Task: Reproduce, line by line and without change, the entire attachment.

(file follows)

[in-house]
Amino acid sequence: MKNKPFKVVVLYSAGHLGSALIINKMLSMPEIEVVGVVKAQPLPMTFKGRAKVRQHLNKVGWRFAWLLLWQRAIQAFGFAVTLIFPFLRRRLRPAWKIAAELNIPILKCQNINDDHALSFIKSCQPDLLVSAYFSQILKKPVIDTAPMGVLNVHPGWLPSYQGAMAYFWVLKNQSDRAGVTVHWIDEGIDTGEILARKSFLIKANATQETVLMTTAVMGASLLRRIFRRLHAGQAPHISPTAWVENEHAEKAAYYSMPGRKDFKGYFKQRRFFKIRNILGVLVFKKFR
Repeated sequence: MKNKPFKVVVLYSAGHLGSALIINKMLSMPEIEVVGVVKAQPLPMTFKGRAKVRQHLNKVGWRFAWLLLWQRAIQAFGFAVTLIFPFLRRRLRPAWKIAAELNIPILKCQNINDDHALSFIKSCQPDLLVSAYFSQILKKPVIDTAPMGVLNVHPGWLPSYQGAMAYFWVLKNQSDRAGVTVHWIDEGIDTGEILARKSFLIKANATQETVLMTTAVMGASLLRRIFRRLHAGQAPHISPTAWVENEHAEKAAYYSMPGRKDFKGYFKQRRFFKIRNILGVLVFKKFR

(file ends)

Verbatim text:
[in-house]
Amino acid sequence: MKNKPFKVVVLYSAGHLGSALIINKMLSMPEIEVVGVVKAQPLPMTFKGRAKVRQHLNKVGWRFAWLLLWQRAIQAFGFAVTLIFPFLRRRLRPAWKIAAELNIPILKCQNINDDHALSFIKSCQPDLLVSAYFSQILKKPVIDTAPMGVLNVHPGWLPSYQGAMAYFWVLKNQSDRAGVTVHWIDEGIDTGEILARKSFLIKANATQETVLMTTAVMGASLLRRIFRRLHAGQAPHISPTAWVENEHAEKAAYYSMPGRKDFKGYFKQRRFFKIRNILGVLVFKKFR
Repeated sequence: MKNKPFKVVVLYSAGHLGSALIINKMLSMPEIEVVGVVKAQPLPMTFKGRAKVRQHLNKVGWRFAWLLLWQRAIQAFGFAVTLIFPFLRRRLRPAWKIAAELNIPILKCQNINDDHALSFIKSCQPDLLVSAYFSQILKKPVIDTAPMGVLNVHPGWLPSYQGAMAYFWVLKNQSDRAGVTVHWIDEGIDTGEILARKSFLIKANATQETVLMTTAVMGASLLRRIFRRLHAGQAPHISPTAWVENEHAEKAAYYSMPGRKDFKGYFKQRRFFKIRNILGVLVFKKFR